If that’s the case, what’s the point of conducting them anymore? This is a sentiment that is beginning to be echoed across businesses in many sectors, sparking speculation that we could be about to move away from once-yearly chats (whereby we hope managers have been consistently engaged for 12 months while employees wrangle with a badly bulleted list of achievements) to a different model altogether…
Why do people think that performance reviews don’t work?
One reason for a creeping sense of redundancy is that performance reviews are thought to be over-generalised. Managers are thought to be too busy to conduct them in a way that really benefits employees, resulting in reviews that skim over the important details (if indeed reviews aren’t late, or even fail to take place at all, that is).
As a result, poor performers evade repercussion and leave without being given instruction to improve. More problematic is the fact that the best employees are left feeling frustrated and resentful that so much of their hard work has gone unnoticed, without clear direction on how they’re going to achieve their next promotion or increase their salary.
Secondly, the current format whereby we participate in performance reviews in once-yearly meetings risks what has been dubbed the ‘short term memory review’. This kind of review occurs when managers end up basing an annual review on what they can remember from the last month, rather than the last year. Unsurprisingly, this isunfair on employees who have consistently worked hard for an entire 12 months, allowing lazy teammates to step up their game for a few short weeks and worm their way their manager’s good books…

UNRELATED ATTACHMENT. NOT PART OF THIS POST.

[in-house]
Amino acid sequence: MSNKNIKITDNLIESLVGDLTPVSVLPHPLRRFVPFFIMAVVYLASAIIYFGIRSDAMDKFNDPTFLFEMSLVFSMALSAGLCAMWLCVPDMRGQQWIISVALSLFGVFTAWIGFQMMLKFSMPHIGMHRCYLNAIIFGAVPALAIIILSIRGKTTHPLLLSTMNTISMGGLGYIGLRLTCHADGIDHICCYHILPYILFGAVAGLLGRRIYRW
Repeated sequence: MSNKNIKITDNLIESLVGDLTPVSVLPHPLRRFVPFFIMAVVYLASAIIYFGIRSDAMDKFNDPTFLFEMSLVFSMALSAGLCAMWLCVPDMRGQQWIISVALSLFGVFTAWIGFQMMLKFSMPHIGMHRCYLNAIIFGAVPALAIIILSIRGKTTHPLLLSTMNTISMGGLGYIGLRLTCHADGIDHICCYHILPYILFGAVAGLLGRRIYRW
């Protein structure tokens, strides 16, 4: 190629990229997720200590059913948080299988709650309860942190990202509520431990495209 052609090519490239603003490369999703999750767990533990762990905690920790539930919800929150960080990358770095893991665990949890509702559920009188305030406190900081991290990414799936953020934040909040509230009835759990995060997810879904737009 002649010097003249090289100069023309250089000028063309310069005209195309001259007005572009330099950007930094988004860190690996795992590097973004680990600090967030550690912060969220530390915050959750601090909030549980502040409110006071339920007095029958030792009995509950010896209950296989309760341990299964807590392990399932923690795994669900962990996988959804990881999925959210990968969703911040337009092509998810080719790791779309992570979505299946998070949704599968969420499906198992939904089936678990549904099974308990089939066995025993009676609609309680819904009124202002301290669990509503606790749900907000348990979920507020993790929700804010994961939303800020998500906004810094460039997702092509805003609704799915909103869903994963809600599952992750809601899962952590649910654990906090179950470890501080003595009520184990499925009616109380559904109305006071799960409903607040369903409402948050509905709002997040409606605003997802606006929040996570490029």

So how can performance reviews be improved?
It might be the case that OKRs are the way forward, replacing traditional annual performance reviews with a method that is more specific and can be addressed at various points throughout the year. ‘Objectives and Key Results’ is a review system made famous by Intel (and Google), requiring employees to outline their main objectives before identifying actions that need to be taken to achieve them (key results).
Why is now the right time to embrace OKRS?
The beauty of OKRs is that it places responsibility for professional development squarely on the shoulders of the employee. In turn, managers are simply called upon to facilitate their teams’ performance, rather than arbitrarily judging them and send them packing with either a pay rise or a warning.
And, because OKR reviews are specific rather than sweeping and generalised, progress against objectives can be monitored using the kind of systems provided by companies like UpRaise.
This serves to ensure that objectives are met and identifies any stumbling blocks that employees may be facing throughout the year, preventing team members from feeling defensive, dissatisfied or demotivated after sitting down with their managers. Does this all sound like reason enough to switch up your performance review process? Perhaps now’s the time to give it a try…
Source: Recruitment Buzz